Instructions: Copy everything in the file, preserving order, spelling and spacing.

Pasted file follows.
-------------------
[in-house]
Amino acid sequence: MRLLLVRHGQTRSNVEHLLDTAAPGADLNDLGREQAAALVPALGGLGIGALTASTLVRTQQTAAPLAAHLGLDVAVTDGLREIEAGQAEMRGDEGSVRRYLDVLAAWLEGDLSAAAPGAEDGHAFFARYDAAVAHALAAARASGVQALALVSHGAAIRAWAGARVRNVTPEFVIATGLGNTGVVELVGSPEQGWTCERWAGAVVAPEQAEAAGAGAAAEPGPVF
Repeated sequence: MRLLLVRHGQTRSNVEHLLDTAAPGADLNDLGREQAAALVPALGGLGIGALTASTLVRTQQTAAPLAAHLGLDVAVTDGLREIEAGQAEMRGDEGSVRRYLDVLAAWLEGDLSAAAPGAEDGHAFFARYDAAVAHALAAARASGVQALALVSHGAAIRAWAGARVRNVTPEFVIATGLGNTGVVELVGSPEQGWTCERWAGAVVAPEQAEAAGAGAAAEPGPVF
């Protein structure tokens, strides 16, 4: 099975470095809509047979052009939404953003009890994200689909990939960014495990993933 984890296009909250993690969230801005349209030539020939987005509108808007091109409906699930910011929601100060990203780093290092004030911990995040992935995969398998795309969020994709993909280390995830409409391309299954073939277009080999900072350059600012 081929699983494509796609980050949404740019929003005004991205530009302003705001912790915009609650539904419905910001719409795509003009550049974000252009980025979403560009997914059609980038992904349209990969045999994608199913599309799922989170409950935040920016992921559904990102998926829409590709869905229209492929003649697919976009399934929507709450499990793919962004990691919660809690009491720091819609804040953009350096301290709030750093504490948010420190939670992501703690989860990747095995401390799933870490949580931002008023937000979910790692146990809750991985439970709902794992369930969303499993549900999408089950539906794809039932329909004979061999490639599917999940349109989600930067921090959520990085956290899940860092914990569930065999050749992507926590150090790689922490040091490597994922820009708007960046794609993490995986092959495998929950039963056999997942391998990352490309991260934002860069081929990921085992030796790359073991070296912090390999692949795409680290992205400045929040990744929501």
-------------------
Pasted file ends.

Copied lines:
[in-house]
Amino acid sequence: MRLLLVRHGQTRSNVEHLLDTAAPGADLNDLGREQAAALVPALGGLGIGALTASTLVRTQQTAAPLAAHLGLDVAVTDGLREIEAGQAEMRGDEGSVRRYLDVLAAWLEGDLSAAAPGAEDGHAFFARYDAAVAHALAAARASGVQALALVSHGAAIRAWAGARVRNVTPEFVIATGLGNTGVVELVGSPEQGWTCERWAGAVVAPEQAEAAGAGAAAEPGPVF
Repeated sequence: MRLLLVRHGQTRSNVEHLLDTAAPGADLNDLGREQAAALVPALGGLGIGALTASTLVRTQQTAAPLAAHLGLDVAVTDGLREIEAGQAEMRGDEGSVRRYLDVLAAWLEGDLSAAAPGAEDGHAFFARYDAAVAHALAAARASGVQALALVSHGAAIRAWAGARVRNVTPEFVIATGLGNTGVVELVGSPEQGWTCERWAGAVVAPEQAEAAGAGAAAEPGPVF
């Protein structure tokens, strides 16, 4: 099975470095809509047979052009939404953003009890994200689909990939960014495990993933 984890296009909250993690969230801005349209030539020939987005509108808007091109409906699930910011929601100060990203780093290092004030911990995040992935995969398998795309969020994709993909280390995830409409391309299954073939277009080999900072350059600012 081929699983494509796609980050949404740019929003005004991205530009302003705001912790915009609650539904419905910001719409795509003009550049974000252009980025979403560009997914059609980038992904349209990969045999994608199913599309799922989170409950935040920016992921559904990102998926829409590709869905229209492929003649697919976009399934929507709450499990793919962004990691919660809690009491720091819609804040953009350096301290709030750093504490948010420190939670992501703690989860990747095995401390799933870490949580931002008023937000979910790692146990809750991985439970709902794992369930969303499993549900999408089950539906794809039932329909004979061999490639599917999940349109989600930067921090959520990085956290899940860092914990569930065999050749992507926590150090790689922490040091490597994922820009708007960046794609993490995986092959495998929950039963056999997942391998990352490309991260934002860069081929990921085992030796790359073991070296912090390999692949795409680290992205400045929040990744929501």